The quality of content you publish on your website is a direct reflection of the service you provide. Therefore, running an audit over your existing content ensures you are projecting the right image.

A content audit also enables you to determine the strengths and weaknesses of your website, which pages are driving traffic and conversions and which pages are redundant. The majority of metrics you will assess in a content audit can be done in Google Analytics.

Targeting pages you want to rank

Search engines don’t rank websites. They rank pages. But the more pages you successfully rank in high visibility positions, the more credence your website has.

The first task of a content audit is to identify which pages are ranking and which are not. Once you have done that you can improve pages you want to rank higher and optimise content that is working well to drive conversions.

  1. Open Google Analytics
  2. Run a report on all your page visits
  3. List the pages in order of page visits, highest at the top
  4. Assess pages for performance (length of visits/bounce rates)
  5. Assess pages for conversion rate

This list will give a quick overview of your website. Now you have some decisions to make:

  1. Which pages do you want to keep as they are
  2. Identify pages that need improving
  3. Can content can be reused
  4. Which pages can be binned

Now you have a list of actionable points for each page, it’s time to improve your content. Before you do that, take another look at your keyword strategy and assess whether it is up to date with today’s algorithms.

Redefine keyword strategy

Whilst updating content, redefine your keyword strategy. Since Google launched the Hummingbird algorithm, a thick spread of keywords or keyword stuffing is not necessary.

Furthermore, search engines rank pages before they rank a website. To rank your website, you have to earn Trust and Authority scores with search engines.

It may therefore be the case that you need to adapt your keyword strategy. Identify your most important pages – products and services – and give them each a separate keyword.

From that one keyword, write a list of keyword phrases that end-users are most likely to type into a search engine. This list of phrases should be included in your content.

You also need to make sure that keywords are included in the following spaces of a webpage:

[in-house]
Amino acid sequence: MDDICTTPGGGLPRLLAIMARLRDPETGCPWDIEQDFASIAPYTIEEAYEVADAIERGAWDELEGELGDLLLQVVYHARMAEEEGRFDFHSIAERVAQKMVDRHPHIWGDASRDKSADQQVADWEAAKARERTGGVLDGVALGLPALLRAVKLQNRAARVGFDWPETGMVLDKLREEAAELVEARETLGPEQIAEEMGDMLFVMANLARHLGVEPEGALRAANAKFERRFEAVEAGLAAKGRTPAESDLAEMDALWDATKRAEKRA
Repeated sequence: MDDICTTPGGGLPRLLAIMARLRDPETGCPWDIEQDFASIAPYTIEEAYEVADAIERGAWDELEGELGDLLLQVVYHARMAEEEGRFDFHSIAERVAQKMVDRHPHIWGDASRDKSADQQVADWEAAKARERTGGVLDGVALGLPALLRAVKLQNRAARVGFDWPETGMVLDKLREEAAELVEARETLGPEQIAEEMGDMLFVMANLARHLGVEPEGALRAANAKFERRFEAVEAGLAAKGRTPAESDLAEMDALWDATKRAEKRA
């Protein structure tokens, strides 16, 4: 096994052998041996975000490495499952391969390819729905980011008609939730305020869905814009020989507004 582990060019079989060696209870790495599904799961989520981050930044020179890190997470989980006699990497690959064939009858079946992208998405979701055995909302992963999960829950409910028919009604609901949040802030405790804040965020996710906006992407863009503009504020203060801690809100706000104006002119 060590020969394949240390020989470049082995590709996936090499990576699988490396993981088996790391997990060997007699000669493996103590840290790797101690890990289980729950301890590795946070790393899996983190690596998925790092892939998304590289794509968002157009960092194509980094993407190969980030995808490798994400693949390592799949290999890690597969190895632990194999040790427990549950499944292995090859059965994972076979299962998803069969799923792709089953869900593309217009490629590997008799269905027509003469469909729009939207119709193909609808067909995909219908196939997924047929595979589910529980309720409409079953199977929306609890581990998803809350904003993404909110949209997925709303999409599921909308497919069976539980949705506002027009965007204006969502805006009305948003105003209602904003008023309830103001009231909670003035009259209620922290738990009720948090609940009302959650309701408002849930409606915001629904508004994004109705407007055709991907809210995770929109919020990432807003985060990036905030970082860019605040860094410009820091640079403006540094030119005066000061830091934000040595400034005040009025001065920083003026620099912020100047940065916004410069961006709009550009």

• Page title (and url)
  • Opening paragraph
  • First 100 words
  • At least one subheading
  • Alt tags in images
  • Metatags
  • Metadescription

Improving content

Once you go through the above process, you have a list of actionable points. Now you need to create another column or colour co-ordinate your spreadsheet and prioritise each page.

Point 1: Pages you can keep as they are

Content that is performing well in terms of traffic and conversions can be left alone for the time being so is given a 3rd tier priority rate. When you do assess these pages, look for ways of improving key terms and conversions.

We put this as a 3rd priority because points 2 and 3 are more important. And because action is required for points 2 and 3, it gives you more experience and ideas to find ways of improving content that is already performing well.

Point 2: Pages that need improving

Content that is receiving traffic, but not converting needs a 1st rate priority. These are pages that need improving. You might want to improve the content itself and provide more or better information, or include indicators that will increase conversions.

Including inbound links to service pages can increase traffic and link juice. Set up silos to your service pages and use anchor text with matching keywords. This informs search engines what your most important pages are and they will rank them higher.

Also include a call to action at the bottom of the page – even on blogs. Customers need to know where to go to take the next step. If you have lots of products and services and don’t provide a link, customers may not be able to find the relevant page.

Point 3: Content can be reused

Pages that have low numbers of traffic or use the same keywords as higher ranking pages can be reused. Search engines rank pages that provide in-depth information higher than they pages with lower word counts.

Therefore, revisit content that is not receiving traffic and add it to a relevant page to bulk out that content. Your content maxim from now on is ‘quality over quantity’.

If you have been publishing 500-word blog posts, you can probably extend one piece to 2000-words and receive more traffic from one page then you receive from all four combined. This task should be given a 2nd tier priority rate.

Point 4: Which pages can be binned

Before you rush into deleting page content, conduct audits on all pages that fall into the first 3 points first. You may find that pages you flagged up for deletion could be reused. The only time you would bin a page is if you no longer run the service or product.

Links

Broken links can affect the performance of your page rank. Therefore, use a tool such as SEMrush to identify low-quality and broken links in your content.

Content is a key driver behind how well you rank in search engines. It is therefore one of the most important SEO audits to perform. Make the changes above and you should notice a difference in SEO results.

 
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